The European Spice Sector
Herbs and spices are the ingredients used to give food and beverage products aroma, flavour, preservation, and colour.
These products are derived from various plant parts, including flowers, barks, fruits, buds, seeds, leaves, roots, and plant tops. The global herbs and spices market was valued at € 14,5 billion in 2019.
While Asia is the leading importer of spices with 47% of the market share, Europe is the second largest world’s importing region for spices as it accounts for about one quarter of the world’s total imports of spices.
In 2019 Europe imported around 25% (around 370.000 tons) of the global production, followed by North America (18%), Africa (5%), Latin America, the Caribbean (3%) and Oceania (2%). The dependence on spice imports from non-EU countries also means that intra-EU spice trade mainly consists of re-exports of spices that originally came from origin countries.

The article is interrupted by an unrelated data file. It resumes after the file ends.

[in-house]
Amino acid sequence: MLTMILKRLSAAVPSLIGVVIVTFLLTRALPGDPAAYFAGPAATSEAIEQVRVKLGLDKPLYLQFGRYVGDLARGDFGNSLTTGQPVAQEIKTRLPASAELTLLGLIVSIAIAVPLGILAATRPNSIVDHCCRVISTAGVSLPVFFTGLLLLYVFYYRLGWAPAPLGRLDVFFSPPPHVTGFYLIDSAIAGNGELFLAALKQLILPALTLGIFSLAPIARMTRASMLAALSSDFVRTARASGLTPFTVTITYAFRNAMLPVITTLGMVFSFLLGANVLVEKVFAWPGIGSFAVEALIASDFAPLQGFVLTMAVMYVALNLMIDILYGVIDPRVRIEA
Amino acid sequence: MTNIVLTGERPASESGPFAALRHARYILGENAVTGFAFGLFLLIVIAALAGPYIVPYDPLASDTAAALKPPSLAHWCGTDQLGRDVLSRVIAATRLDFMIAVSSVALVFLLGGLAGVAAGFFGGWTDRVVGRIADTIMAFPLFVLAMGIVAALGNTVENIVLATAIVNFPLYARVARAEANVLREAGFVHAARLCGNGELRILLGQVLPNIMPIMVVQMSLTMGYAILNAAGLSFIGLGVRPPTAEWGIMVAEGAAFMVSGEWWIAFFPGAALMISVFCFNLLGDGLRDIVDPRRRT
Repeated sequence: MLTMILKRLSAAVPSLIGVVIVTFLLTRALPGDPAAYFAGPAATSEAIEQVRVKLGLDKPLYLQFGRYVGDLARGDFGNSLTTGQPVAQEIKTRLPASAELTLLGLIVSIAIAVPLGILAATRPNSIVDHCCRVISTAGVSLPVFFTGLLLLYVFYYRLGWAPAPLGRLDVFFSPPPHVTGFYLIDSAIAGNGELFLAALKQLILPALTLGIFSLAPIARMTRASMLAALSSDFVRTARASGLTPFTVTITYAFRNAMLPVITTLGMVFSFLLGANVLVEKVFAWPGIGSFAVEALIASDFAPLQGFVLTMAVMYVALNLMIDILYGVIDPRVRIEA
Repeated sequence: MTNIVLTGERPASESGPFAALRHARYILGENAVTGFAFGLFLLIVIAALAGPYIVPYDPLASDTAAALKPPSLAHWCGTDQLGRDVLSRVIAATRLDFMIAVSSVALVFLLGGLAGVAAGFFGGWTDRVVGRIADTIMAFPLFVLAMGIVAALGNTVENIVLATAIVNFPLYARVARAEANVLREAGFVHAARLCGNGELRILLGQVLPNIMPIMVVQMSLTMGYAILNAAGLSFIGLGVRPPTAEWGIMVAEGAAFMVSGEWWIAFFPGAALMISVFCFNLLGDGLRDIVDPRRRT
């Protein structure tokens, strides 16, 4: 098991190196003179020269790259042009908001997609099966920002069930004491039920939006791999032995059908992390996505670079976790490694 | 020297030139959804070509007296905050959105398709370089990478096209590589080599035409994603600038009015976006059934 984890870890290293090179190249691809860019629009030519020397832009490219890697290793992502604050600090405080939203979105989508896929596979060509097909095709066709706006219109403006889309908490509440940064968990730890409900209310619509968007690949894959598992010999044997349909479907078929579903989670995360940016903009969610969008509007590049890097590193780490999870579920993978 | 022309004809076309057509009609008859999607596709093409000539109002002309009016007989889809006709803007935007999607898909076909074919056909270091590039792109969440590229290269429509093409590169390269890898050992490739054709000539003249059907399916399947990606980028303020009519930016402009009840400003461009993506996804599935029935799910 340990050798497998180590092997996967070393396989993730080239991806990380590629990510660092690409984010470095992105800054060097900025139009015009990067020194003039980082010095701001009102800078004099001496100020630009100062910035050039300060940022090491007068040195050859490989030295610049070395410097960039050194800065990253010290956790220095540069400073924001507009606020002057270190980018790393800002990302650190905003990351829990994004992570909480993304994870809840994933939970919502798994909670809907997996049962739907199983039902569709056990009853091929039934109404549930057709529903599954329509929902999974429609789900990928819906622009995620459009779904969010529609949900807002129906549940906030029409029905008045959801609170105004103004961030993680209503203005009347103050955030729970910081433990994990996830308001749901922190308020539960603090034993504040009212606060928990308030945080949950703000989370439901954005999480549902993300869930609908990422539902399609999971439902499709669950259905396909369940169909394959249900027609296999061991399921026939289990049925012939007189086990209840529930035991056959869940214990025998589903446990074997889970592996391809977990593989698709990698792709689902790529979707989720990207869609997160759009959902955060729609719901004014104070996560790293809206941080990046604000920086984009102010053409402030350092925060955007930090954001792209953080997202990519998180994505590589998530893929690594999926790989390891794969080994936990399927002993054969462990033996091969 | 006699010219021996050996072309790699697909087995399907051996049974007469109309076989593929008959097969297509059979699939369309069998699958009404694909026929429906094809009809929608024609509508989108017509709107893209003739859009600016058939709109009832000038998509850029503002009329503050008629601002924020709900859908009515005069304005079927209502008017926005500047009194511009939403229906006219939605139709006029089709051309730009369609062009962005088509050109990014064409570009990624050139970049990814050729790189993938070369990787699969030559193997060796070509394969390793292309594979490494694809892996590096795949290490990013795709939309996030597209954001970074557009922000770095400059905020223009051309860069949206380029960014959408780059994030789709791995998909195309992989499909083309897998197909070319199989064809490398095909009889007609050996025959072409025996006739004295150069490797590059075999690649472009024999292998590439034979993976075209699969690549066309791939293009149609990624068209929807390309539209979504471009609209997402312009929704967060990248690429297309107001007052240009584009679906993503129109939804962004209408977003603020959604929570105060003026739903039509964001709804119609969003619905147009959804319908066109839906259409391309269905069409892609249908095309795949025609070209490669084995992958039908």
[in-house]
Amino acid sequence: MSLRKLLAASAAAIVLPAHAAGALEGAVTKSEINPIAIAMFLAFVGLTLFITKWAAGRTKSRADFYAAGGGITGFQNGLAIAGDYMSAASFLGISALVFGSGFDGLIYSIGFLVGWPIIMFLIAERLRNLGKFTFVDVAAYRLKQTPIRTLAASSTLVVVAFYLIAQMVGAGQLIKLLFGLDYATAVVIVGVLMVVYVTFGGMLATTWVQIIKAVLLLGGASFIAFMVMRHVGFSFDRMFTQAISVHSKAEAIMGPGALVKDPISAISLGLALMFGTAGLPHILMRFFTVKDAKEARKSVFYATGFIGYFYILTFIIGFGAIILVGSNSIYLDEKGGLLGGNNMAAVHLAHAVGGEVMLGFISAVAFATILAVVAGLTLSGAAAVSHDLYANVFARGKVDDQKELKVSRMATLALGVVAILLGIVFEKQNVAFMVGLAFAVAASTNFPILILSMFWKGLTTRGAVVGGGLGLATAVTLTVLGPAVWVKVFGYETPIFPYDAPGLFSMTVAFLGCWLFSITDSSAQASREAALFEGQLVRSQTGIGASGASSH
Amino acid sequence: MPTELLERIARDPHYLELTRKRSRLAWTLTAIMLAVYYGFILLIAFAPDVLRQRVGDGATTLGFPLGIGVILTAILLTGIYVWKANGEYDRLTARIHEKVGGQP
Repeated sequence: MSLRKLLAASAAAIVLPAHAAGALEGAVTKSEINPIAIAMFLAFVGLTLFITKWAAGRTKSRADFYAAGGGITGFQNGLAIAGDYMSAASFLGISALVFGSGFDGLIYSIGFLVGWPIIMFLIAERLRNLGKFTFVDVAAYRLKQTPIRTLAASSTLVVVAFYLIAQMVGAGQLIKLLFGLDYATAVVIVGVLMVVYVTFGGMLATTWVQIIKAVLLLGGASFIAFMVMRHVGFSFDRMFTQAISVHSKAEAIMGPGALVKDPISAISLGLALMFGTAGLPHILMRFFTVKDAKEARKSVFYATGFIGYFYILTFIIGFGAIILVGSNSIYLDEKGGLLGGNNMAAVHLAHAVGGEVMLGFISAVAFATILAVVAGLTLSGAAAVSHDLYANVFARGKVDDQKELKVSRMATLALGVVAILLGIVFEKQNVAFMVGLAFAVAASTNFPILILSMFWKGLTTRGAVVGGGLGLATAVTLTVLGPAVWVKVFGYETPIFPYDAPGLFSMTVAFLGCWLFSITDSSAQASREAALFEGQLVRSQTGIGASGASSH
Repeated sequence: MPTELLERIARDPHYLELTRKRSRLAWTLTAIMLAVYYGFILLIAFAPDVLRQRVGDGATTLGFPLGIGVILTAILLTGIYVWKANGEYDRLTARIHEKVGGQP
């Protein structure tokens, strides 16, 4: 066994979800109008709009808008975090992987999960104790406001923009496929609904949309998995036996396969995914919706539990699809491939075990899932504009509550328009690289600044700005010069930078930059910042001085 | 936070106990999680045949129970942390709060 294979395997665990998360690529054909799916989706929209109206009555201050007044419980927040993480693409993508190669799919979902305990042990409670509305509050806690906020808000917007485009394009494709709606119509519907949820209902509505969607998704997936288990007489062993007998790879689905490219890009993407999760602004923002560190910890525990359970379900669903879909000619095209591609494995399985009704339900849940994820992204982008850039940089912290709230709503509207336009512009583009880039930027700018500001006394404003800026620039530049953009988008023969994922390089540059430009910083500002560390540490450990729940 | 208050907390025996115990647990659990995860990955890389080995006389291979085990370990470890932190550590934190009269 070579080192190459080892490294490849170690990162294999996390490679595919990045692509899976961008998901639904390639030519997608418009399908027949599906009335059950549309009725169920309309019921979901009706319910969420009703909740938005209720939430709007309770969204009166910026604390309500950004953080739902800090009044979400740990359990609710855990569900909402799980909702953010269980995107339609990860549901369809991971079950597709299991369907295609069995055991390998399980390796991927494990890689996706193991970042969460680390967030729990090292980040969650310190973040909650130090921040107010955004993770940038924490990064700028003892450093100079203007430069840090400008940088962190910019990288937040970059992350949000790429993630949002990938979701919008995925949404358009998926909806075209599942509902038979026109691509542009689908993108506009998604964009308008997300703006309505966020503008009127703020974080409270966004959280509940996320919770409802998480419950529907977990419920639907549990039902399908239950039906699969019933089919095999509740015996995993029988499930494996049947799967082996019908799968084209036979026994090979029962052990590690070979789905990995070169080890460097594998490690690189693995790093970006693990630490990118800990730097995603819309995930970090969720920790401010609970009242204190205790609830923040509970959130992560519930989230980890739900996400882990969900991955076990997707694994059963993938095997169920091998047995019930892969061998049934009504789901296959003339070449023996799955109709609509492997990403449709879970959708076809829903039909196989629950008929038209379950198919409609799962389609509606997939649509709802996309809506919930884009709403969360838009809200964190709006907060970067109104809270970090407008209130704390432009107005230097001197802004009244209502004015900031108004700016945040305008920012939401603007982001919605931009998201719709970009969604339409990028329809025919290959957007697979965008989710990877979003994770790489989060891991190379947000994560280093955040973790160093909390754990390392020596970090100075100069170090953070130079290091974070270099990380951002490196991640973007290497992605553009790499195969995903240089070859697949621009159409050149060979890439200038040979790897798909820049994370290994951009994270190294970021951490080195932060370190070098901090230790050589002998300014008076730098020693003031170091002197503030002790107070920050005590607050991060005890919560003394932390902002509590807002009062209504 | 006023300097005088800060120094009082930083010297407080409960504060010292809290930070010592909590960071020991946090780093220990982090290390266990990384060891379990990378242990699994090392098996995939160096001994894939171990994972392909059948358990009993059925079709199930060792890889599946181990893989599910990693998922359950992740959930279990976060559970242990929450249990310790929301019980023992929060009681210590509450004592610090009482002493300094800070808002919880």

The European market of culinary herbs, instead, is less dependent on imports, as the majority of herbs consumed and processed in the EU are harvested in the European region. Dried herbs production mostly takes place in the Mediterranean Countries, and counts on production of parsley, basil, bay leaves, celery leaves, chives, coriander, dill tips, chervil, fennel, juniper, marjoram, oregano, rosemary, sage, savoury, tarragon and thyme.
Main user of culinary herbs and species is the food processing industry (70-80%), followed by the retail (15-25%) and the food service sector (5-10%).
In 2019 the EU herbs and spices industry generated a turnover of € 3,6 billion.
Source: European Spice Association (ESA)
Picture: European Space Agency (ESA)